Moving through the world as a teenage girl means being judged for any and all decisions you make. The list of possible judges is endless; however, most often, judgements are handed down by our own. Teenage girls judge other teenage girls. In their paper, “Reading Fashion as Age: Teenage Girls’ and Grown Women’s Accounts of Clothing as Body and Social Status,” Ingun Grimstad Klepp and Ardis Storm-Mathisen, researchers of consumerism at Oslo Metropolitan University, conducted interviews to study the social politics of teen girl fashion. Since the bodies of teenage girls are imprisoned under a societal spotlight – they are analyzed, sexualized, and ostracized without abandon nor care for the hearts and minds encased inside – a surplus of opinions exists surrounding a girl’s decision to either reveal or cover her body. Klepp and Storm-Mathisen explain that: “Baggy clothes have little value for teenage girls precisely because such clothes hide the body’s feminine shapes. Girls who opt to wear baggier pants, such as sweatpants, are described as unpopular by other teenage girls” (Klepp 328). Thus, the bodies of teenage girls are deemed to be the most essential part of them, so popularity is preserved by wearing tight clothes. As a teenage girl, you are condemned to exist on a spectrum ranging from slut to prude. There is no escape from this fate. Therefore, the way you dress – and the degree to which your body is revealed – communicates where you fall on this spectrum. Tight clothes make you a slut, and baggy clothes make you a prude. In my survey, 81% of the participants revealed that they shop where they do because the clothes fit their personal style, while 76.2% of the participants answered that they shop where they do because the clothes are comfortable. These percentages suggest a correlation between personal style and comfortability for teenage girls. “Comfortable clothes” is a genre of fashion that centers the experience of wearing clothes, rather than aesthetics: it includes anything from leggings to sweatpants, and form-fitting Lululemon zip-ups to baggy sweatshirts. However, is comfortability an elusive desire for teenage girls, since our every wardrobe decision is judged so brutally? Is it not impossible to be comfortable with the eyes of our peers studying our every outfit, understanding that our popularity is at risk with our every choice? Sexuality shouldn’t be something that is irreversibly tethered to your fashion choices; however, knowing that the world perceives your outfit in black and white – as either a solicitation or a refusal – means that your clothing choices escalate into an unspoken communication with the world.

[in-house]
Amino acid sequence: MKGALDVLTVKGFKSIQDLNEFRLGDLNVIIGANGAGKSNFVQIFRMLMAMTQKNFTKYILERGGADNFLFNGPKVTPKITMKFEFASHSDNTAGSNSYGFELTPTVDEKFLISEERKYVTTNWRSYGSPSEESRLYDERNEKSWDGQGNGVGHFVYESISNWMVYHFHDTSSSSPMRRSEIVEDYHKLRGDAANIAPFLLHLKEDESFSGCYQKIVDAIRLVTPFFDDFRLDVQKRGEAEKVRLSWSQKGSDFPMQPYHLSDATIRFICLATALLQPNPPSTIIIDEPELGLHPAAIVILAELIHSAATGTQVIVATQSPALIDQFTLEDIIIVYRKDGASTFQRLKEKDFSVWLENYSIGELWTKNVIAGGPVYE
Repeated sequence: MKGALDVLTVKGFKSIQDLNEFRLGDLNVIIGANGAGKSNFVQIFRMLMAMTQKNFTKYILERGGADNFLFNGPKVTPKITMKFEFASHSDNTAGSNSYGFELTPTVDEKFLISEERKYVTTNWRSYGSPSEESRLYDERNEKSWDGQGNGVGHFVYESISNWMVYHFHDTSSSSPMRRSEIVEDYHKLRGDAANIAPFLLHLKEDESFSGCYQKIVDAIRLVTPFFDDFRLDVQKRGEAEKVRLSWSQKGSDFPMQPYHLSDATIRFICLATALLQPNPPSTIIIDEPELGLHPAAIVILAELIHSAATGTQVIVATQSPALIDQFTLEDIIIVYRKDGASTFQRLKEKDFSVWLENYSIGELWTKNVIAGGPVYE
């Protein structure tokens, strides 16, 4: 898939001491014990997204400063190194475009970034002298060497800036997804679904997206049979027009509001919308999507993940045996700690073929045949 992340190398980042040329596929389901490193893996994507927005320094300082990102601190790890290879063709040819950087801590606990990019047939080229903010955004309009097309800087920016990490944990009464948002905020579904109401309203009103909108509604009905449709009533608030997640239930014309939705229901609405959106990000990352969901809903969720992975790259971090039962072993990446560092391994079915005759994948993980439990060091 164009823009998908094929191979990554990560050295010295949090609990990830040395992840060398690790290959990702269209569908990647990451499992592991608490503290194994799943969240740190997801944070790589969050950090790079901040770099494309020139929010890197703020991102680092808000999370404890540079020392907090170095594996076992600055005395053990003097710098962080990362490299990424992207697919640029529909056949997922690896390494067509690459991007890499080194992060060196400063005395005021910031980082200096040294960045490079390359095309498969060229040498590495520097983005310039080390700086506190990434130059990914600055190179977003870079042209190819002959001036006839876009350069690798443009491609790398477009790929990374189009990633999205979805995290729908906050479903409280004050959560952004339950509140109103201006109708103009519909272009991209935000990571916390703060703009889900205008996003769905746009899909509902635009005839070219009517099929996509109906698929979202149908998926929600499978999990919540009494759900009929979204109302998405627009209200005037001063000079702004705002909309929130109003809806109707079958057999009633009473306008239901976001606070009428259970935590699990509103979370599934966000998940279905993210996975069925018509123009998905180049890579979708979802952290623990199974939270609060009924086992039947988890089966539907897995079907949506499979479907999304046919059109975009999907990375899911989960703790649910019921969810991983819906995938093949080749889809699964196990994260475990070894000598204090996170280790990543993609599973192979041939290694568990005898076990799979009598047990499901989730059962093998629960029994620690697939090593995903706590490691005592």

This silent communication reinforces the social hierarchy of teenage girls, which is built upon the divisions between them. Acquiescing to the status quo or resisting the predetermined mold either lifts you up or drags you down on the pyramid of teenage girl popularity. This hierarchy is often explored in popular media. For instance, Euphoria is an Emmy award-winning HBO show that attracts a substantial audience of American teenage girls. During a therapy session, Jules Vaungh, a main character on the show, explains the social hierarchies she observes other girls participating in: